We attended INF’s ‘Experience Nepal’ event on Saturday night. It was lovely. Our old friends were there and we sang Nepali worship songs and we heard stories from the field and we ate lots of dal bhat. At some point in the evening, we realised we’d been attending INF events in Sydney for 24 years.

The first time we attended one, it was 1992 and we were young and keen and newly married… and excited about serving in Nepal with INF. We couldn’t wait to get there. Even the plane journey was too slow! We spent six months in India and then three years in Nepal (working and loving and learning and giving birth to our first son), and then we returned to Australia and attended the next INF event in Sydney.

But by then, we weren’t overly keen or excited. We’d loved our time in Nepal, but since returning to Australia, we’d struggled through five miscarriages and the doctors advised us to stay in Australia. It was so hard. We’d left our belongings and work and life in Nepal. At the INF event, we spent time with Jean Raddon and told her our struggles. Jean had served in Nepal for many years and she was the wisest person we knew. After a while, she said, “You know, there may be a longer perspective here. God may be doing something that you can’t see. He may have a time for you to return to in Nepal, in the future, which is good, but for now, it might be right to stay in Australia and finish your family… because none of us know what’s coming.” We listened to Jean and we breathed out and we stayed in Australia for seven years. It was the right decision at the time, although it didn’t get easier straight away. In 1999, Darren was diagnosed with a life-threatening heart condition and he needed three major heart operations and while he was in hospital having one of them, my dad broke his back in a rock climbing accident. Jean was right… None of us know what’s coming.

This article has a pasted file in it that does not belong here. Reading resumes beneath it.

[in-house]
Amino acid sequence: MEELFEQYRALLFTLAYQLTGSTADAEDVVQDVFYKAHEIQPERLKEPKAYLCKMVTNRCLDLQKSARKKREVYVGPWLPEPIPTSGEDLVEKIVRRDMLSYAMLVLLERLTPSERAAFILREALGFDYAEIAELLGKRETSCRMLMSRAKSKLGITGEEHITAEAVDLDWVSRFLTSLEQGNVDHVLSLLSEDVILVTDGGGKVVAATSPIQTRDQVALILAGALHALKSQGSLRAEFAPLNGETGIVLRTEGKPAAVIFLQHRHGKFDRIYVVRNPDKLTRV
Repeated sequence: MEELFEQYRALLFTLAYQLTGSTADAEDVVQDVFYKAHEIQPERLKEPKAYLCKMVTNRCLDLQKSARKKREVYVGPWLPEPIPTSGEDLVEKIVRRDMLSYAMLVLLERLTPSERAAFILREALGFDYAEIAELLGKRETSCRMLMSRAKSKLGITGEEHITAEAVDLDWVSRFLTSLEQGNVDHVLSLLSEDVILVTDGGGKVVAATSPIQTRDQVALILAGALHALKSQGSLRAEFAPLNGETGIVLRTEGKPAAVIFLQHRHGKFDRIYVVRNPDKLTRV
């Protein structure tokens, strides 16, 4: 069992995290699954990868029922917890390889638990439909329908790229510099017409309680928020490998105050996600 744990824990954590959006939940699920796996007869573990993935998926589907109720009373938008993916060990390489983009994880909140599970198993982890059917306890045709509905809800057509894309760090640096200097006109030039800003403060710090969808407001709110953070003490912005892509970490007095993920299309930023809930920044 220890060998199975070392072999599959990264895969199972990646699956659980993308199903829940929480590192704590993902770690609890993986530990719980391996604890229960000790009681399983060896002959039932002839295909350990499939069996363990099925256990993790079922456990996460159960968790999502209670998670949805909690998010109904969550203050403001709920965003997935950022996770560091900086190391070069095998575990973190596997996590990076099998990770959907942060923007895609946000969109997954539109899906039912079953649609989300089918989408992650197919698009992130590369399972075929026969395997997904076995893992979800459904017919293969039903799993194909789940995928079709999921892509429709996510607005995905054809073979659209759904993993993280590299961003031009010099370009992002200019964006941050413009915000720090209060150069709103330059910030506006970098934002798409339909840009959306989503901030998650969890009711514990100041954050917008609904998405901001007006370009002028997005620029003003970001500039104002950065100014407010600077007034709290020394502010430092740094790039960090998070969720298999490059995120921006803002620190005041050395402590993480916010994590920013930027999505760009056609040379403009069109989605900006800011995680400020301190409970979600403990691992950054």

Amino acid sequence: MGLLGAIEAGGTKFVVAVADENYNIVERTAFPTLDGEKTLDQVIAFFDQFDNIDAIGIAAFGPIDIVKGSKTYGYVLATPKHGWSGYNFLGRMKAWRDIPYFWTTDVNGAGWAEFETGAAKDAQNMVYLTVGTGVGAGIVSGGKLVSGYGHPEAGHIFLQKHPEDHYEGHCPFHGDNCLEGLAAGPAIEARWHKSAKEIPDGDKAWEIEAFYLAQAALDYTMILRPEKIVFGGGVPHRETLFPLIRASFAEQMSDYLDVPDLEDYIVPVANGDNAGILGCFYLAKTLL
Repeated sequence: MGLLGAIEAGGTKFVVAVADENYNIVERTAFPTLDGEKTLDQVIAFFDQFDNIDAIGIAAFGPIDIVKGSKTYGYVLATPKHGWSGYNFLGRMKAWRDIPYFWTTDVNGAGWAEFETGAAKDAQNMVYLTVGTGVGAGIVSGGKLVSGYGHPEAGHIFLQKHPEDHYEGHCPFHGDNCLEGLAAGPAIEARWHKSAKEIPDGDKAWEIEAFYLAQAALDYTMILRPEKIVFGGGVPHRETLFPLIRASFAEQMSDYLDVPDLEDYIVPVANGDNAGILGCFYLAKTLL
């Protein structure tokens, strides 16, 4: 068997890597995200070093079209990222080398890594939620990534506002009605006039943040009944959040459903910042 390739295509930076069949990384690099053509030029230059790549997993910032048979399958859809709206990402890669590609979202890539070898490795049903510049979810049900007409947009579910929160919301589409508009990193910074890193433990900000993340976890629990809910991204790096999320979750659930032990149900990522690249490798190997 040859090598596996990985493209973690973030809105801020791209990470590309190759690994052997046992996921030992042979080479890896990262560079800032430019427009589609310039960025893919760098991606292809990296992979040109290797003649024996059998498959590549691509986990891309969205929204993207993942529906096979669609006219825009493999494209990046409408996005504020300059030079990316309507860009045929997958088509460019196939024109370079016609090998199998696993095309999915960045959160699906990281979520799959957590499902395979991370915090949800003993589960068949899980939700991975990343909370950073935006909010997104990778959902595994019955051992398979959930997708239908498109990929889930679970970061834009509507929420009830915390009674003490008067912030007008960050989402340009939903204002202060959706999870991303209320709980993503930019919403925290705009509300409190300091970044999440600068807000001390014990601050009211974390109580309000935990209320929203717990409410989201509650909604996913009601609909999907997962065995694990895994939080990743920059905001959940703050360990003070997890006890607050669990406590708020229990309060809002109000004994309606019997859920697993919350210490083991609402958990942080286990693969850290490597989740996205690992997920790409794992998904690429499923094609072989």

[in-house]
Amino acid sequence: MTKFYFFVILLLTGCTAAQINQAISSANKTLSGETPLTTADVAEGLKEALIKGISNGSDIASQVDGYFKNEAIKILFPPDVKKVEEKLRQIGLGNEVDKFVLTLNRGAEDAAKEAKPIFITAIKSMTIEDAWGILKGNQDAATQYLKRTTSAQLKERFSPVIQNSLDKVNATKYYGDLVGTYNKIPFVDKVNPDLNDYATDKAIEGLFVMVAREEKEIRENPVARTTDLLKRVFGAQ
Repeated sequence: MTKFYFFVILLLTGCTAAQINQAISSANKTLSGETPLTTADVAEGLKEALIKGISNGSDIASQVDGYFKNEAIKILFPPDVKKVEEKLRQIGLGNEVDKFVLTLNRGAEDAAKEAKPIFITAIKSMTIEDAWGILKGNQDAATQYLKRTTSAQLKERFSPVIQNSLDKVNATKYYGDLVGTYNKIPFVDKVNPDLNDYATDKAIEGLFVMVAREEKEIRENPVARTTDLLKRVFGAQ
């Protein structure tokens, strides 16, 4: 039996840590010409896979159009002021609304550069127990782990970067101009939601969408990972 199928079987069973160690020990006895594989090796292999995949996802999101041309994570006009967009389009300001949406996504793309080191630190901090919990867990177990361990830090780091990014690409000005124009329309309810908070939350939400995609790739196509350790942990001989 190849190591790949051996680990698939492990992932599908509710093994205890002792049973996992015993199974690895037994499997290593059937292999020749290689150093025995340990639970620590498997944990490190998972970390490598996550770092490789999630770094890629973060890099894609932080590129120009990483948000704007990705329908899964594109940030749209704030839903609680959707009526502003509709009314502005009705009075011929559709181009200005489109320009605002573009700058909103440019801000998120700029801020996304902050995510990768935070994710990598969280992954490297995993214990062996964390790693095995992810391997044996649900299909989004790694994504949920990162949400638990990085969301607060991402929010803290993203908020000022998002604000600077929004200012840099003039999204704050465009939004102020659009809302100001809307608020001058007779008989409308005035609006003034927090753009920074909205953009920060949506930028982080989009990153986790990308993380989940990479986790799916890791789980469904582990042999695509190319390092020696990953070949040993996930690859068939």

But then, over the next few years, we were able to have two more sons and we returned to Nepal in 2003, for another three years, living in Dhulikhel and training Nepali physios and home schooling our three boys. In 2006, we returned to Australia again and we began attending INF events again, and we spent time speaking about Nepal, and writing about Nepal, and we took short trips back to Nepal, and we even took on postgrad Nepali physio students (that’s Darren, not me!)… and it goes on. It’s been amazing, looking back.

But in the middle of it, we couldn’t see anything at all… which is why it was so hard.

On Saturday night, I happened to spend time talking with a younger couple who had returned temporarily to Australia after ten months in Nepal with INF. Their return wasn’t planned. It wasn’t what they wanted. They’ve had visa problems and family illness and grief. It feels hard to understand.

I listened to their story and I understood them, more than they knew. I said yes. And I wanted to say to them (and me) that there may be a longer perspective.

“All the days ordained for me were written in your book before one of them came to be.” (Psalm 139:16)